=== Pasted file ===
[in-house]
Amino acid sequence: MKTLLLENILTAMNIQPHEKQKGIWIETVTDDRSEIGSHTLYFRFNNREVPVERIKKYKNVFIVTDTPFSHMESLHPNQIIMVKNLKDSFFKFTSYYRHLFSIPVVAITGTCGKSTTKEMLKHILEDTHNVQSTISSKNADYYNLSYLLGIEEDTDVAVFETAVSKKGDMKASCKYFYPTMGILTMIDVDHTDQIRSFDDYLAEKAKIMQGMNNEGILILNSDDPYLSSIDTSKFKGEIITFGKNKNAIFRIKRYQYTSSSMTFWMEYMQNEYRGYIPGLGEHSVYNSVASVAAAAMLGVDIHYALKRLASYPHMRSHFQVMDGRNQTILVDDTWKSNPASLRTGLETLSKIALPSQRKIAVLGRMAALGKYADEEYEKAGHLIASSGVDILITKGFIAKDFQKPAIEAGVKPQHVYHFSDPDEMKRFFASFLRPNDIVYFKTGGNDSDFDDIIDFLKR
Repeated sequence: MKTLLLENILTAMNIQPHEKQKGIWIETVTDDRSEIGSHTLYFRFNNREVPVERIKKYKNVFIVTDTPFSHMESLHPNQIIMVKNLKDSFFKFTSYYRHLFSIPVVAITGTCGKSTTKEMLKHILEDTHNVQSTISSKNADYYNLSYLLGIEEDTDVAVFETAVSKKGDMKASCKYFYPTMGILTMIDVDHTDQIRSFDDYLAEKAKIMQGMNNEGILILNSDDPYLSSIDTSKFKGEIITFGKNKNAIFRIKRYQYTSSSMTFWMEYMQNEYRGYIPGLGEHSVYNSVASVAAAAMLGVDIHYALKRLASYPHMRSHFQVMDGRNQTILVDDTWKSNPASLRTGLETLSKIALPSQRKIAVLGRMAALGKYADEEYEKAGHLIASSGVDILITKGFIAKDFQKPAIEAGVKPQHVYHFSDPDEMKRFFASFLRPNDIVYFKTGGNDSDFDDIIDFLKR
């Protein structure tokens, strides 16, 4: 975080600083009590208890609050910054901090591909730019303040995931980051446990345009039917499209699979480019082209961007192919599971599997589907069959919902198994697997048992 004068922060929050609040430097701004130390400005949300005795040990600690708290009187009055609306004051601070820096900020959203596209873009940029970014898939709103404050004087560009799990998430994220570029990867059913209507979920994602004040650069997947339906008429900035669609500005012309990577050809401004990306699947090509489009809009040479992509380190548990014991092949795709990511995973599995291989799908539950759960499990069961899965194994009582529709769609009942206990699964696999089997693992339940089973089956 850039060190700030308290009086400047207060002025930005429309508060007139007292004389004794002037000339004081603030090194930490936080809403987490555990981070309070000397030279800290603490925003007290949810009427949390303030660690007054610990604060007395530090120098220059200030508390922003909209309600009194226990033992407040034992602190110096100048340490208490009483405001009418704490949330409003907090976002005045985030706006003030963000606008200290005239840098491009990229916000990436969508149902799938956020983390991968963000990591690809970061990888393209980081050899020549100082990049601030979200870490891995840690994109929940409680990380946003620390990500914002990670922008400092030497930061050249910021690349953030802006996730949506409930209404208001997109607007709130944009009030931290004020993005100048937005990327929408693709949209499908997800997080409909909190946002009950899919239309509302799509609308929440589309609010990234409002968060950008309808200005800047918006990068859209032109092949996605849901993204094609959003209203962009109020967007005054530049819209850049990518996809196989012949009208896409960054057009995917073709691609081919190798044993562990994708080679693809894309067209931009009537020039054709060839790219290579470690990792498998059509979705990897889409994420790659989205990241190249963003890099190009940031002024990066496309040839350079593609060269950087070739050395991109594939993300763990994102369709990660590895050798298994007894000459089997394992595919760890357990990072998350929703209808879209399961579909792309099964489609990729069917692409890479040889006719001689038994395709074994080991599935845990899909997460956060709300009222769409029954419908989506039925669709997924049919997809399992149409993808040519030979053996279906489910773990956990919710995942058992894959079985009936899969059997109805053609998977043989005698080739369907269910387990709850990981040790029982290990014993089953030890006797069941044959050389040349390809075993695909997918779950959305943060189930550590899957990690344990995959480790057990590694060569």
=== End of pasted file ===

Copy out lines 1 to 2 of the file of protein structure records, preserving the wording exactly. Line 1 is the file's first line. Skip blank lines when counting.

[in-house]
Amino acid sequence: MKTLLLENILTAMNIQPHEKQKGIWIETVTDDRSEIGSHTLYFRFNNREVPVERIKKYKNVFIVTDTPFSHMESLHPNQIIMVKNLKDSFFKFTSYYRHLFSIPVVAITGTCGKSTTKEMLKHILEDTHNVQSTISSKNADYYNLSYLLGIEEDTDVAVFETAVSKKGDMKASCKYFYPTMGILTMIDVDHTDQIRSFDDYLAEKAKIMQGMNNEGILILNSDDPYLSSIDTSKFKGEIITFGKNKNAIFRIKRYQYTSSSMTFWMEYMQNEYRGYIPGLGEHSVYNSVASVAAAAMLGVDIHYALKRLASYPHMRSHFQVMDGRNQTILVDDTWKSNPASLRTGLETLSKIALPSQRKIAVLGRMAALGKYADEEYEKAGHLIASSGVDILITKGFIAKDFQKPAIEAGVKPQHVYHFSDPDEMKRFFASFLRPNDIVYFKTGGNDSDFDDIIDFLKR